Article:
In the United States, the Social Gospel is still influential in mainline Protestant denominations such as the Evangelical Lutheran Church in America, the Presbyterian Church USA, the United Church of Christ, and the United Methodist Church; it seems to be growing in the Episcopal Church as well, especially with that church's effort to support the ONE Campaign. In Canada, it is widely present in the United Church and in the Anglican Church. Social Gospel elements can also be found in many service and relief agencies associated with Protestant denominations and the Catholic Church in the United States. It also remains influential among Christian socialist circles in Britain in the Church of England, Methodist and Calvinist movements.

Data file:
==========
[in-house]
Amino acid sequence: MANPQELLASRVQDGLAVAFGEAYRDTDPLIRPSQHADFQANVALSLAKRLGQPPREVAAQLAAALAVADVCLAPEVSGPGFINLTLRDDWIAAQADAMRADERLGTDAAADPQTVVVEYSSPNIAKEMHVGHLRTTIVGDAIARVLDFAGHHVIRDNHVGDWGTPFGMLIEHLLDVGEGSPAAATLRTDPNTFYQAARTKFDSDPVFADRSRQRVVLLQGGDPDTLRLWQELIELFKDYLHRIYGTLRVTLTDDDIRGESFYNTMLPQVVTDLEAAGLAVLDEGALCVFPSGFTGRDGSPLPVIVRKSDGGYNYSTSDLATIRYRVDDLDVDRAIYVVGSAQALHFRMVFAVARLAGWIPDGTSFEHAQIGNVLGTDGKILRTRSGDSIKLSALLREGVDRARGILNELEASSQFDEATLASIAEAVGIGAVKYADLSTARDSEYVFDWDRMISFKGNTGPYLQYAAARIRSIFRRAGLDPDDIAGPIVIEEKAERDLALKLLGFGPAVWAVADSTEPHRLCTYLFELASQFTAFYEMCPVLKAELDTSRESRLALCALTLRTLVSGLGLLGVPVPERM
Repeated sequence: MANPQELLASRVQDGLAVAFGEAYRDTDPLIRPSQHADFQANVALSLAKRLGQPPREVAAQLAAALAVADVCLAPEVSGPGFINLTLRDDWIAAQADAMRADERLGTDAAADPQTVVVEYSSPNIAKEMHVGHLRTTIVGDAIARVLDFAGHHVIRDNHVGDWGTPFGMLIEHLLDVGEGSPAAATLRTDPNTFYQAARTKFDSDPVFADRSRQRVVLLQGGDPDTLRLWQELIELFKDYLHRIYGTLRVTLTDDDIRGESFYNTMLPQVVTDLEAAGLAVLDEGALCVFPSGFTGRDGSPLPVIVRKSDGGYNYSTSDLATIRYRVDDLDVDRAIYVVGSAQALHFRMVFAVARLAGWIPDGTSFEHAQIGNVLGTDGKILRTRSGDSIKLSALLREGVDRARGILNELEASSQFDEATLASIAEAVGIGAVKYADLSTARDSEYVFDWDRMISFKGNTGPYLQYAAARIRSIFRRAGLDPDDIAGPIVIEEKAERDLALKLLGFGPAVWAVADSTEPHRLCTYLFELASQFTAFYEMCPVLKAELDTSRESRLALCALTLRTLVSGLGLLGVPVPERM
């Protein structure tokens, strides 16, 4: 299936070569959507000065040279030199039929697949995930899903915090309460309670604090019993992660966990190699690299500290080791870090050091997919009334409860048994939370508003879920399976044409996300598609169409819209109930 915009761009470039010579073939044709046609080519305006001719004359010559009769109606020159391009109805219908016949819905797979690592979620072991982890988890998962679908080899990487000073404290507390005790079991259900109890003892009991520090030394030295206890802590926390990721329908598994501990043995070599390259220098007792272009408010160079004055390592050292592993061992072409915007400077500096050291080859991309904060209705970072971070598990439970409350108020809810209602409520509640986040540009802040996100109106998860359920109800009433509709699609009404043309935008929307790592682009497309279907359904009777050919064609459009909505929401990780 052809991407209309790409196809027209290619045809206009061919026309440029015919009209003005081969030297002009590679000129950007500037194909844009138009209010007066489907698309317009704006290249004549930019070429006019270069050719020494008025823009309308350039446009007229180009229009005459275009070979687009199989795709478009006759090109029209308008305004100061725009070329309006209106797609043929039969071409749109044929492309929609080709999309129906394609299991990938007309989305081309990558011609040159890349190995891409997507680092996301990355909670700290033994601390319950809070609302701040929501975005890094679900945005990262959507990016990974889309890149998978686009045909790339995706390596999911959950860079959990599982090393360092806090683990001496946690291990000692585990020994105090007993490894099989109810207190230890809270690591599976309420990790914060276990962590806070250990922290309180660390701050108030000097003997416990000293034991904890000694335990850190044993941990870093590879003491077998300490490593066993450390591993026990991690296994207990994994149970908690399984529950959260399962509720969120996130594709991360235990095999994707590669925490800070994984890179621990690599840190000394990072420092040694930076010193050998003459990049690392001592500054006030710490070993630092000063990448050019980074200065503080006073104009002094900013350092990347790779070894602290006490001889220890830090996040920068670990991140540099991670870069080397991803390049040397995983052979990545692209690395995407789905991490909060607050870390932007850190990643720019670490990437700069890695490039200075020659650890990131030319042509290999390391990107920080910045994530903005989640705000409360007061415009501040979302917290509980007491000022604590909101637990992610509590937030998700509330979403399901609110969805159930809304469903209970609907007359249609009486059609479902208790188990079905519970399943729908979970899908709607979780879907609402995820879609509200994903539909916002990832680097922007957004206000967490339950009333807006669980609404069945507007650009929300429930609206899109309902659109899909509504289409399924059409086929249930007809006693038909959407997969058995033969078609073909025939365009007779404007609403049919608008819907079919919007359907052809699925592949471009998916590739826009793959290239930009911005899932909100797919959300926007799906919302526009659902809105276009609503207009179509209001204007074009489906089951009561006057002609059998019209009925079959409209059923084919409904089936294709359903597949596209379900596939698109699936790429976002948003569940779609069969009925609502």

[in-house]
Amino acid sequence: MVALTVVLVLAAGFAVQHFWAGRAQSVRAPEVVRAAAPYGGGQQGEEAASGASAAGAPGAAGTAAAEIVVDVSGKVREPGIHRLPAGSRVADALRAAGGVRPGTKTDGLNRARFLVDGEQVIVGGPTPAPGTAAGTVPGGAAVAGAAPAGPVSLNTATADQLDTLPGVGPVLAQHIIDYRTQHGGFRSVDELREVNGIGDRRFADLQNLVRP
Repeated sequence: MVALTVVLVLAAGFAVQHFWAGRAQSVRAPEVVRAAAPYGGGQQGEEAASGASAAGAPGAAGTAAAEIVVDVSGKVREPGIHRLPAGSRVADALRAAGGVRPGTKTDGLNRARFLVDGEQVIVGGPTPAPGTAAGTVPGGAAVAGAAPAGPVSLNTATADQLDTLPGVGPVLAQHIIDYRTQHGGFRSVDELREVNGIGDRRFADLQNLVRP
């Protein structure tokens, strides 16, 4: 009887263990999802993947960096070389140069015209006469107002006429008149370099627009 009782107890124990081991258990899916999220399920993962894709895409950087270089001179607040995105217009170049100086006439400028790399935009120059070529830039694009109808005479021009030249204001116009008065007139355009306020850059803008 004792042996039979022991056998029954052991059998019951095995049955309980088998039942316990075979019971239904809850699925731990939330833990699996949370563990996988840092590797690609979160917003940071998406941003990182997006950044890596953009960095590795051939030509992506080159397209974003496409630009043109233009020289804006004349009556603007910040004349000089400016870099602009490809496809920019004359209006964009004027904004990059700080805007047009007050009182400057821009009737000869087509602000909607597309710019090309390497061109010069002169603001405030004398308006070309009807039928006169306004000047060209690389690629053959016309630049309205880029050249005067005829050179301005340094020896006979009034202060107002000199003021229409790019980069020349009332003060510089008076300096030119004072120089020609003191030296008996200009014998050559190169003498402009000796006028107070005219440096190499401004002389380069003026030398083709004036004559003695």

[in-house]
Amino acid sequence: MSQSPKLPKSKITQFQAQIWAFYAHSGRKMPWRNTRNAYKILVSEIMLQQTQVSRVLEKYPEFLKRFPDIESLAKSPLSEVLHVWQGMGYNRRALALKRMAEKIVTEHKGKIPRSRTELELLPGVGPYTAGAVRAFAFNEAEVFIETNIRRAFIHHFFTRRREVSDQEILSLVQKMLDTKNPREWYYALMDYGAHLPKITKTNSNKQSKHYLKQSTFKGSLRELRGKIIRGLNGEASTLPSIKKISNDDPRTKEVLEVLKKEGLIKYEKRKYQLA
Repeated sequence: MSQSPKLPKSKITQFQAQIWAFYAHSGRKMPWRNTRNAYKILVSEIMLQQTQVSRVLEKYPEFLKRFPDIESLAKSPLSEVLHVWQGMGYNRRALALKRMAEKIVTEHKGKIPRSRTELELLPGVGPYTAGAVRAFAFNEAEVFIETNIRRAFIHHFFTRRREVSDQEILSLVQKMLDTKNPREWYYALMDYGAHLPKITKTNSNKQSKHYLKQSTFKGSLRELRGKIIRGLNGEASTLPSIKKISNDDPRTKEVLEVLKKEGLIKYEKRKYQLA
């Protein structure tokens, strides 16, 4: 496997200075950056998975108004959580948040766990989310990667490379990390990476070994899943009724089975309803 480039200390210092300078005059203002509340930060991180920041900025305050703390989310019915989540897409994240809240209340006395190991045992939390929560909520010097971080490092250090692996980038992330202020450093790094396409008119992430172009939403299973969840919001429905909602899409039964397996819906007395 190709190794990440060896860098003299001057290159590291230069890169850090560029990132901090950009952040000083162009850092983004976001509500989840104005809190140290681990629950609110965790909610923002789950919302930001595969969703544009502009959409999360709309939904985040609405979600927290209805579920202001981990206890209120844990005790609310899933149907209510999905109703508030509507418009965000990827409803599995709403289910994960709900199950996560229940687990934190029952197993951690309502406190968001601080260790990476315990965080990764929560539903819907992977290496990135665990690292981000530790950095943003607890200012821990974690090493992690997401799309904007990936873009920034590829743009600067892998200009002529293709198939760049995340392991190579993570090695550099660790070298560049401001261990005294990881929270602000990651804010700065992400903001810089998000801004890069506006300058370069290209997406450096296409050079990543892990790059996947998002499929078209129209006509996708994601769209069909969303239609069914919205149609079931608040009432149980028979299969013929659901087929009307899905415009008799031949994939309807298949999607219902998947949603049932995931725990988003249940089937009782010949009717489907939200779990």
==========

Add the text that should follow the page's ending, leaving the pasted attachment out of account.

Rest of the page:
In Catholicism, liberation theology has similarities to the Social Gospel. In the Anglican Church, the social gospel has found expression in pacifism.

ee also

*Christian socialism
*Evangelical left
*The Gospel of Wealth
*Liberation theology
*Postmodern Christianity
*Progressive Christianity
*Rick Warren
*Social justice
* [ Religion and Socialism Commission of the Democratic Socialists of America]
* [ Socialism and Faith Commission of the Socialist Party USA]
* [ The Myth of the Social Gospel (Catholic perspective)]


Primary sources

*Walter Rauschenbusch. "A Theology for the Social Gospel" (1917).
*Walter Rauschenbusch. "Christianity and the Social Crisis." (1907)
* [ The New Era: Or, The Coming Kingdom (1898) by Josiah Strong] complete text from Google Book Search
*Thomas, Lewis Herbert ed. "The Making of a Socialist: The Recollections of T.C. Douglas" (1984)

econdary sources

* "Social Gospel." Encyclopedia Americana. 30 vols. Danbury, Connecticut: Grolier, 2003.